Designing your own Training Games


There may be occasions when you decide it is appropriate to design your own training game. The first step is to be clear about the learning outcomes that you would like to achieve in undertaking the activity. What are the objectives? Consider where the game sits in the overall training programme and how long you have got to undertake it.

An important consideration is whether to create a work related or a non-work related activity. If you decide to create a game that is non-work related, be conscious of ensuring that the learning points do relate to the workplace so that the activity is not seen as irrelevant.

Brainstorm different possibilities for game scenarios that meet your brief. Think wild and remember no idea is a bad idea. Generate as many possible themes as possible without evaluating them at this stage. A tip is to jot down some possibilities and then come back to them after an interval to see what other ideas spring to mind. Select a theme that will allow you to pull out the main learning points.

Consider how you will tailor the activity to different learning styles. Be careful not to write the game in a way that reflects your own learning style but does not relate to other styles e.g. an activist may write material that gets people 'up and doing' without allowing time for reflection, drawing the links to theories or concepts that have been covered and allowing people to see how the game relates to the workplace.

Think about when you will use the game during the training session. If a team activity, at what level do you anticipate the team will be functioning? If early on in the programme you may expect different results with participants who do not know each other, for example, than if working with a mature and high performing team.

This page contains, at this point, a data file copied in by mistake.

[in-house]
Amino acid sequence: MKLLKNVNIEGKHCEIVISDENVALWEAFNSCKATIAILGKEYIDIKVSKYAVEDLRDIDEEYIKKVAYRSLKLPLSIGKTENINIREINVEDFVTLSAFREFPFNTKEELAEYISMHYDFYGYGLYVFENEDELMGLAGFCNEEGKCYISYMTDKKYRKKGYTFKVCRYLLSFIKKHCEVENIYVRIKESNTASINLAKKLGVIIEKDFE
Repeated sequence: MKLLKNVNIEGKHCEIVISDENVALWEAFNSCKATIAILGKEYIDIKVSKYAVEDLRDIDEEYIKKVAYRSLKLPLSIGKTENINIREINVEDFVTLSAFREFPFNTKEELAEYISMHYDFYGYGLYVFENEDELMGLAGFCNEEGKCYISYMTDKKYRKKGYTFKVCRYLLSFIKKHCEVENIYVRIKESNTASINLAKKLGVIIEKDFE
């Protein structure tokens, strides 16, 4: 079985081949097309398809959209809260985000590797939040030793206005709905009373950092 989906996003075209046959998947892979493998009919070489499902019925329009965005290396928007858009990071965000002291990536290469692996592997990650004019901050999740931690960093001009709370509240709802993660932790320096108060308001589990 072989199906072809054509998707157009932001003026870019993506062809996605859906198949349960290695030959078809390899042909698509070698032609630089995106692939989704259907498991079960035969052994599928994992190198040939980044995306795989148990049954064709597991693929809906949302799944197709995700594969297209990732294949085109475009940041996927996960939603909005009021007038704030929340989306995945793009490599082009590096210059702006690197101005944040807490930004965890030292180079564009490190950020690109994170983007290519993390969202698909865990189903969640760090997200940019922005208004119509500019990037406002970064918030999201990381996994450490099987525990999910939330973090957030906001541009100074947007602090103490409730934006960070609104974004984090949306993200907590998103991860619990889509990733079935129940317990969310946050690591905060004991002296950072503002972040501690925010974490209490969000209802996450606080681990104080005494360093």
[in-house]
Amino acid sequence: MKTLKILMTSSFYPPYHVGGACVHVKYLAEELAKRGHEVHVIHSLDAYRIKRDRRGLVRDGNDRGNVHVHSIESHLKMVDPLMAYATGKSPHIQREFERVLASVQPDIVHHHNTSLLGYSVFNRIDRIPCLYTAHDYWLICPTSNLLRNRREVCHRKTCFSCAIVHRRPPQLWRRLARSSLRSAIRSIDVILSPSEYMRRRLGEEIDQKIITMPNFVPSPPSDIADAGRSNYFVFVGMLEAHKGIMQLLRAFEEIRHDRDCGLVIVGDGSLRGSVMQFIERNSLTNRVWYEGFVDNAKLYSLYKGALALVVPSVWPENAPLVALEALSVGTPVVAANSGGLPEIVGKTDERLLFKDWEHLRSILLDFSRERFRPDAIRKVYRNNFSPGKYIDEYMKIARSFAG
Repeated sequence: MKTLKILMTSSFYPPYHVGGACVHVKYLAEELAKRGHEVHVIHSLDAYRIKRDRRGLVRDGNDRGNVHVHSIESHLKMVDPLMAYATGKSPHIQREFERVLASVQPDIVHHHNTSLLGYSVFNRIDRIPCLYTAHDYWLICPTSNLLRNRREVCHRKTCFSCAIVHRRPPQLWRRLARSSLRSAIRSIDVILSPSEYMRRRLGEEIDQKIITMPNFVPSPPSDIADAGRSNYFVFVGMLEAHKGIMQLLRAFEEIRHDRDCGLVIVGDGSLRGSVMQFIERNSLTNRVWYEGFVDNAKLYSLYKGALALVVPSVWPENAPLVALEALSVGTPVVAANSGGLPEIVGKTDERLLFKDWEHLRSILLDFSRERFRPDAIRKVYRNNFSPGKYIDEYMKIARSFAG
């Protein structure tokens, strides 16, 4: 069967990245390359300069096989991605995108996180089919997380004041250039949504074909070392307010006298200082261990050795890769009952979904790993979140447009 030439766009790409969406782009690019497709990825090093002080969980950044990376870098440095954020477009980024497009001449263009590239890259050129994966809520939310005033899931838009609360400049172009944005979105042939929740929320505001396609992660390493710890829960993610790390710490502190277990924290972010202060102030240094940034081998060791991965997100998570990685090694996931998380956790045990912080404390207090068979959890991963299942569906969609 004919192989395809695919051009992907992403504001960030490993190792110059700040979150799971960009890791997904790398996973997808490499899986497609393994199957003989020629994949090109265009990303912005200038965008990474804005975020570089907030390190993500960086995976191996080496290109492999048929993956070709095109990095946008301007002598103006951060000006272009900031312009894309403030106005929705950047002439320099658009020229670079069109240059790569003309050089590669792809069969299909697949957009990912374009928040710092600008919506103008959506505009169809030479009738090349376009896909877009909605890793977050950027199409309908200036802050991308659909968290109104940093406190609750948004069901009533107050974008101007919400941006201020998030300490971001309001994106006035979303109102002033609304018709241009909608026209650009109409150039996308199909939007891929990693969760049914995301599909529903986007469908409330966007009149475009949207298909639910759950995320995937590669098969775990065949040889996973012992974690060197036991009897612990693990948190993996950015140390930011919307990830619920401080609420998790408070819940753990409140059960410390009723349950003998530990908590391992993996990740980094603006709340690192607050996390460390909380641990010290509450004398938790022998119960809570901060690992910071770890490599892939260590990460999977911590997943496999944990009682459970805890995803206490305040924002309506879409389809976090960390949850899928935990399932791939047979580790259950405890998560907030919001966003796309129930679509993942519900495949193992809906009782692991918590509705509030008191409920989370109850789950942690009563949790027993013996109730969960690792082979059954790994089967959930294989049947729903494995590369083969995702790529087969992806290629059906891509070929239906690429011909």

Decide how you will debrief the game and leave sufficient time for this. What running order will you use? Will you introduce the theory, run the game and then debrief? Or, run the activity, introduce the theory and then debrief?  Do you need observers from the group to watch what is happening or will you rely on the group's self assessment and your own observations?

When working up the idea remember to write clearly, using plain English and not to over-complicate the activity. It is helpful to ask someone else to read through and check your instructions. Where possible, hold a trial run of the game before you introduce it to 'live' participants.

Sarah Cook is Managing Director of leadership and service excellence consultants The Stairway Consultancy . She can be contacted on 01628 526535.

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